PDA

View Full Version : Majority of Soldiers in Iraq Say Morale Is Low



WMR
07-21-2005, 03:36 AM
Majority of Soldiers in Iraq Say Morale Is Low
By ROBERT BURNS, AP

Army report says 54 percent of soldiers rated their units' morale as low or very low.

WASHINGTON (July 20) - A majority of U.S. soldiers in Iraq say morale is low, according to an Army report that finds psychological stress is weighing particularly heavily on National Guard and Reserve troops.

Still, soldiers' mental health has improved from the early months of the insurgency, and suicides have declined sharply, the report said. Also, substantially fewer soldiers had to be evacuated from Iraq for mental health problems last year.

The Army sent a team of mental health specialists to Iraq and Kuwait late last summer to assess conditions and measure progress in implementing programs designed to fix mental health problems discovered during a similar survey of troops a year earlier. Its report, dated Jan. 30, 2005, was released Wednesday.

The initial inquiry was triggered in part by an unusual surge in suicides among soldiers in Iraq in July 2003. Wednesday's report said the number of suicides in Iraq and Kuwait declined from 24 in 2003 to nine last year.

A suicide prevention program was begun for soldiers in Iraq at the recommendation of the 2003 assessment team.

The overall assessment said 13 percent of soldiers in the most recent study screened positive for a mental health problem, compared with 18 percent a year earlier. Symptoms of acute or post-traumatic stress remained the top mental health problem, affecting at least 10 percent of all soldiers checked in the latest survey.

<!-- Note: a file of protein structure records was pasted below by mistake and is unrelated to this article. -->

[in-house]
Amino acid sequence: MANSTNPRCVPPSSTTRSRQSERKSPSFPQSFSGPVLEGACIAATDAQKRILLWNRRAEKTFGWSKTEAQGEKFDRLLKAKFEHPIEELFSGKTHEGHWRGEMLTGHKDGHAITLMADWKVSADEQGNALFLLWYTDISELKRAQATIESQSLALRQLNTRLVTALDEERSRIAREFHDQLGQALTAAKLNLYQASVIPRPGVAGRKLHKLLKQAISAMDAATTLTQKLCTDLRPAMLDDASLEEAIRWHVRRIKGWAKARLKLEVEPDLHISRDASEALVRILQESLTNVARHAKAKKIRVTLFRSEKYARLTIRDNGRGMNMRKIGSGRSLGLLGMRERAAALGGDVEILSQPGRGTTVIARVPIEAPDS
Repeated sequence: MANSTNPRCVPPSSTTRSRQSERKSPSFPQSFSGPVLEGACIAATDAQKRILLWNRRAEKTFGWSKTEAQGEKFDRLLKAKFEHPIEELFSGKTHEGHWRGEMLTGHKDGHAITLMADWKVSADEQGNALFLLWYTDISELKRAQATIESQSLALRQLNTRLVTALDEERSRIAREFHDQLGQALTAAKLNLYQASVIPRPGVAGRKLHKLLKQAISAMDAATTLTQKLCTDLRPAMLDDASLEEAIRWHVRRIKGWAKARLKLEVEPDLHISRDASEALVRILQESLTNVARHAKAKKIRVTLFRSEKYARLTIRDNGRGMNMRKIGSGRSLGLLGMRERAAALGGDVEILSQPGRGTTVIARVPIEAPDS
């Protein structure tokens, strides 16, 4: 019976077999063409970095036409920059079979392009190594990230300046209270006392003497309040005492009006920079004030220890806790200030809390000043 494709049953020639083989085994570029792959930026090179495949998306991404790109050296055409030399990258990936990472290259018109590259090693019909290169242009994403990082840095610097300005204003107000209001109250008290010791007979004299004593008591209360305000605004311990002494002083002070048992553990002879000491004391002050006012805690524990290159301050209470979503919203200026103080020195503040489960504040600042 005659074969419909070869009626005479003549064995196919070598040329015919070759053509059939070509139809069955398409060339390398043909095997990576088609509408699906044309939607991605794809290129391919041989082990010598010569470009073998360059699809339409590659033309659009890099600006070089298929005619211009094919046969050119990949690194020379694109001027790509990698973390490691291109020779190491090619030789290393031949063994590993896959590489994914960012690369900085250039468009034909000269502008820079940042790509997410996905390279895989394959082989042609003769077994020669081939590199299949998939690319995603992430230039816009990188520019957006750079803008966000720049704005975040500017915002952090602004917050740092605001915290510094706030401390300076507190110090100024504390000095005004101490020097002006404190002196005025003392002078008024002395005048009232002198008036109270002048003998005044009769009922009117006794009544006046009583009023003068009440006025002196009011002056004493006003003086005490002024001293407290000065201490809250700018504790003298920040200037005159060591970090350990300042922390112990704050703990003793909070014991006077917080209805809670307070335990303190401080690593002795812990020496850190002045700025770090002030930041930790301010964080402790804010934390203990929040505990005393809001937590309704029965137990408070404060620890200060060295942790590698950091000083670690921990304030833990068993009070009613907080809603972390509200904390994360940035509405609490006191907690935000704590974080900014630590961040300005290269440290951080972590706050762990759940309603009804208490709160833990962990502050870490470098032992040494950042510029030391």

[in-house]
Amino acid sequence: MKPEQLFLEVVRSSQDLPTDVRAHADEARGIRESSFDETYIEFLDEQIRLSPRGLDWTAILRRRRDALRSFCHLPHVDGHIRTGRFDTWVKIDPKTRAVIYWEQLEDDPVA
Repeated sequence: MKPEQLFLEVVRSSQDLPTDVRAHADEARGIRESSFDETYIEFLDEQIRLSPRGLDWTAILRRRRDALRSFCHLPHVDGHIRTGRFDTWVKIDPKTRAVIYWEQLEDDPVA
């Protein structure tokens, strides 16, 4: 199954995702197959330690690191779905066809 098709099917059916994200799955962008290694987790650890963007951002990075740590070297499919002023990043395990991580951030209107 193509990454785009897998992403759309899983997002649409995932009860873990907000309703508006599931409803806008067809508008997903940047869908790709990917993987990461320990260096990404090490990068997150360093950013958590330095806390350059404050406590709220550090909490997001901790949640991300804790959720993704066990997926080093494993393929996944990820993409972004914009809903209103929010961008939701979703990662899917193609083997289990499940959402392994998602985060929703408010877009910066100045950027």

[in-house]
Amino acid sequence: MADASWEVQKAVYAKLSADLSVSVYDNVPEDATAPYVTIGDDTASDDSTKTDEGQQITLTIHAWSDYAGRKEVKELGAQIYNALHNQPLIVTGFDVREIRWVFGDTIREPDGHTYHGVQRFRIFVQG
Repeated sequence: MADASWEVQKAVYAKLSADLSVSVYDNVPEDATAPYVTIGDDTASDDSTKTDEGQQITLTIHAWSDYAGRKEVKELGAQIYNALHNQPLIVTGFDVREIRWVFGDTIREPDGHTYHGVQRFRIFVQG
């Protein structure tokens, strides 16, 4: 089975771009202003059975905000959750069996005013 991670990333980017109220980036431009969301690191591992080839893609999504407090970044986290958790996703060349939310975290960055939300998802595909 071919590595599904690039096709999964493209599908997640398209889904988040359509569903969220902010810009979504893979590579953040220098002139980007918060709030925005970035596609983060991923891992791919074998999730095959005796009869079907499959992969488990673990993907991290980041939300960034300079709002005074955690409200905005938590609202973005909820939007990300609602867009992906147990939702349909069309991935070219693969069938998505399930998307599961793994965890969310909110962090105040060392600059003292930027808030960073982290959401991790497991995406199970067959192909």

In the anonymous survey, 17 percent of soldiers said they had experienced moderate or severe stress or problems with alcohol, emotions or their families. That compares with 23 percent a year earlier.

The report said reasons for the improvement in mental health are not clear. Among possible explanations: less frequent and less intense combat, more comforts like air conditioning, wider access to mental health services and improved training in handling the stresses associated with deployments and combat.

National Guard and Reserve soldiers who serve in transportation and support units suffered more than others from depression, anxiety and other indications of acute psychological stress, the report said. These soldiers have often been targets of the insurgents' lethal ambushes and roadside bombs, although the report said they had significantly fewer actual combat experiences than soldiers assigned to combat units.

The report recommended that the Army reconsider whether National Guard and Reserve support troops are getting adequate training in combat skills. Even though they do less fighting than combat troops, they might be better suited to cope with wartime stress if they had more confidence in their combat skills, it said.